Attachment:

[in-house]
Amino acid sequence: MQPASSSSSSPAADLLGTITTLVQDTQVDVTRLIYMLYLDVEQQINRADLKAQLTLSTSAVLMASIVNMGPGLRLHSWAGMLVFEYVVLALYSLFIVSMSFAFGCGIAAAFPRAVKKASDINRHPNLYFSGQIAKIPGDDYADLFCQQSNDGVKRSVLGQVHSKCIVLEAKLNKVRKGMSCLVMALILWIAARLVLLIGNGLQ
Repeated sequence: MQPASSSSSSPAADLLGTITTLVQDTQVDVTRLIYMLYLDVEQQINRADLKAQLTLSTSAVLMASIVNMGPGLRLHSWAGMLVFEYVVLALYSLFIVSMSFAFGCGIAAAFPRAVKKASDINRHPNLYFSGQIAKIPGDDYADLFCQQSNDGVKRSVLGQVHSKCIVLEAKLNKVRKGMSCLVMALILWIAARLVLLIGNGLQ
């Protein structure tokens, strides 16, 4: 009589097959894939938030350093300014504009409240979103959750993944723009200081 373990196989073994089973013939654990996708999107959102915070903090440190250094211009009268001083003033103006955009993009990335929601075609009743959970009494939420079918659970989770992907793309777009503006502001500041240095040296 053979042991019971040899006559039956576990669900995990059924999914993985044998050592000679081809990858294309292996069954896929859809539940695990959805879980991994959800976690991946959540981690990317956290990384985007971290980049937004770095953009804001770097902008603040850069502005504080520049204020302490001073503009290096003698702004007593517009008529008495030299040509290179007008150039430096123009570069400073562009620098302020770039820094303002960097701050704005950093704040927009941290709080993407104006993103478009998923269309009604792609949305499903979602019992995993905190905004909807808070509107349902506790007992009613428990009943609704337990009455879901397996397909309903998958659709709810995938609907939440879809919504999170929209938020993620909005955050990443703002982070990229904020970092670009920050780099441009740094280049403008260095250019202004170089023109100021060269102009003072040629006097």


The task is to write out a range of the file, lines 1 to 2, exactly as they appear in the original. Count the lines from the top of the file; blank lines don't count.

[in-house]
Amino acid sequence: MQPASSSSSSPAADLLGTITTLVQDTQVDVTRLIYMLYLDVEQQINRADLKAQLTLSTSAVLMASIVNMGPGLRLHSWAGMLVFEYVVLALYSLFIVSMSFAFGCGIAAAFPRAVKKASDINRHPNLYFSGQIAKIPGDDYADLFCQQSNDGVKRSVLGQVHSKCIVLEAKLNKVRKGMSCLVMALILWIAARLVLLIGNGLQ